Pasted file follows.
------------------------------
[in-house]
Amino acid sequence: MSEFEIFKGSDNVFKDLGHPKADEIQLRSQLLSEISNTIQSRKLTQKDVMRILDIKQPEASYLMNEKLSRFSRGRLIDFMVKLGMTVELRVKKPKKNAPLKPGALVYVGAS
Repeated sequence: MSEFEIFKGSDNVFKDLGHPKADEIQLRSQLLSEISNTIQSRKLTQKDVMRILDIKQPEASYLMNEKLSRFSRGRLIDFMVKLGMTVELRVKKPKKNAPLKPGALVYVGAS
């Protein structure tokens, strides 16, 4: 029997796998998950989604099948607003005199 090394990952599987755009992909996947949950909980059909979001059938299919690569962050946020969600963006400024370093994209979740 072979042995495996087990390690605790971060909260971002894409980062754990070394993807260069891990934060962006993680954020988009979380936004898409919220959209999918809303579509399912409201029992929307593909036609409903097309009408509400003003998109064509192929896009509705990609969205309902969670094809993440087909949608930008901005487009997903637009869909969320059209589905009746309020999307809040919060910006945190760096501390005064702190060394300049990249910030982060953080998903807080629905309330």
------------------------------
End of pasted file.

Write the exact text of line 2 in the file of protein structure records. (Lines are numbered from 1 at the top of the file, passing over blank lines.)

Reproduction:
Amino acid sequence: MSEFEIFKGSDNVFKDLGHPKADEIQLRSQLLSEISNTIQSRKLTQKDVMRILDIKQPEASYLMNEKLSRFSRGRLIDFMVKLGMTVELRVKKPKKNAPLKPGALVYVGAS